Opposing the Imam: The Legacy of the Nawasib in Islamic Literature

Publication Year



Nebil Husayn, Ph.D. 2016

Islam's fourth caliph, Ali, can be considered one of the most revered figures in Islamic history. His nearly universal portrayal in Muslim literature as a pious authority obscures centuries of contestation and the eventual rehabilitation of his character. In this book, Nebil Husayn examines the enduring legacy of the nawasib, early Muslims who disliked Ali and his descendants. The nawasib participated in politics and scholarly discussions on religion at least until the ninth century. However, their virtual disappearance in Muslim societies has led many to ignore their existence and the subtle ways in which their views subsequently affected Islamic historiography and theology. By surveying medieval Muslim literature across multiple genres and traditions including the Sunni, Mu'tazili, and Ibadi, Husayn reconstructs the claims and arguments of the nawasib and illuminates the methods that Sunni scholars employed to gradually rehabilitate the image of Ali from a villainous character to a righteous one.

Table of Contents

1. 'Ali: A Contested Legacy
2. The Umayyads and the 'Uthmanis
3. The Mu'tazili: al-Jahiz
4. The Ibadi: al-Warjalani
5. The Sunni: Ibn Taymiyya
6. The Rehabilitation of 'Ali in Sunni Hadith and Historiography
Chapter 1 Appendix: Anti-'Alid Statements in Historical Literature
Chapter 2 Appendix: Reports about the Umayyads and the 'Uthmanis
Chapter 5 Appendix: Ibn Taymiyya's Minhaj al-sunna.

Reviews and endorsements

“A valuable contribution to a sensitive topic concerning the development of sectarian identity in Islam. Husayn compellingly examines assumptions about the place of ʿAlī in Islamic thought and carefully analyzes the complex process through which his image was formed, based on representative voices from the Sunnī, Ibāḍī and Muʿtazilī traditions.” Hussein Abdulsater - University of Notre Dame

“A welcome addition to the field. Inasmuch as opinions about ʿAlī ‘s role are already diverse, Husayn not only shows that there was a much wider range of opinions about him in the past, but explores—across the variety of genres that comprise the Islamic literary traditions—how those opinions came to be, and also how they came to disappear.” Aaron Hagler - Troy University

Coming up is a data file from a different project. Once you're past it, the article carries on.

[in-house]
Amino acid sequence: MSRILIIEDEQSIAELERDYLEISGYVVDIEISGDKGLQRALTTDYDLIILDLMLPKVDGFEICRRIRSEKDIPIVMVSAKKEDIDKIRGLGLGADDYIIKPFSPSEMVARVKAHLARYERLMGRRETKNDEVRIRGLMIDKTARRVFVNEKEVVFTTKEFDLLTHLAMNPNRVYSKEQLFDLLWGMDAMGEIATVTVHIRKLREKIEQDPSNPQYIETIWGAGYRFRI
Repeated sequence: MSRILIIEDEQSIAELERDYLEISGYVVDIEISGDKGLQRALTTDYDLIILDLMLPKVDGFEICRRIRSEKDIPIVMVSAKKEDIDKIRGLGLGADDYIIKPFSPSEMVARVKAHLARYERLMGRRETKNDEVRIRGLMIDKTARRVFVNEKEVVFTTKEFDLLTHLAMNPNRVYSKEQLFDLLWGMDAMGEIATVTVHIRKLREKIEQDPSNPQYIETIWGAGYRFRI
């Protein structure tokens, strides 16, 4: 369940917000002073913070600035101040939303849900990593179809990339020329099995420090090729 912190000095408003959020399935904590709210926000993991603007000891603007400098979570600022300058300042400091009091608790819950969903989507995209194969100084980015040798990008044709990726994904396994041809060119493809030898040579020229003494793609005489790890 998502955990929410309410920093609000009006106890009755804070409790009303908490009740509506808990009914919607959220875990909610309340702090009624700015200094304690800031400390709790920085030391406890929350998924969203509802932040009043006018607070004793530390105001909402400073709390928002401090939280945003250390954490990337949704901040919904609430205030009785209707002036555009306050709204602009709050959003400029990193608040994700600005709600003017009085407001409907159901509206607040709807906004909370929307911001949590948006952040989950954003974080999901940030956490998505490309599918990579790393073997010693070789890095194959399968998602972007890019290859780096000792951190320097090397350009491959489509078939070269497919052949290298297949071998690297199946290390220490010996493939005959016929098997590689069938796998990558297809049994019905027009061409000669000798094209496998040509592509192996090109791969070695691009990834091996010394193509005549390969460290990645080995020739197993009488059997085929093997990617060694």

“An innovative elucidation of a persistent epistemological and theological Sunnī conundrum: the simultaneous appropriation and suppression of pro-‘Alid sentiment. By enriching our understanding of this ambivalence, and in charting how it changed over time, Husayn's work compels us to reconceptualize the nature and development of sectarianism itself.” Nancy Khalek - Brown University

“Analyzing Umayyad and Khārijī hostility toward ʿAlī ibn Abī Ṭālib in the early centuries of Islam, Nebil Husayn uncovers a very real, yet suppressed strand in Muslim collective memory. This carefully researched and persuasively argued book is a vital contribution to the study of Islamic history and Sunnī doctrine.” Tahera Qutbuddin - University of Chicago

“A major contribution to the historiography of Islamic identity construction. More than just a simple trajectory of anti-Shiʿi sectarianism, it demonstrates the unease that developing Sunni normativity had with praise of ʿAlī and the desire to oppose Shiʿi claims of his saintly authority. Through this creative study of historical texts as rhetorical glimpses of memory, myth and self-fashioning, we can interrogate convenient histories of the erasure and oblivion of negativity in the formation of identity.” Sajjad Rizvi - University of Exeter

Series Title
Cambridge Studies in Islamic Civilization
Cambridge University Press
Cambridge and New York
Cloth: 9781108832816; ebook: 9781108966061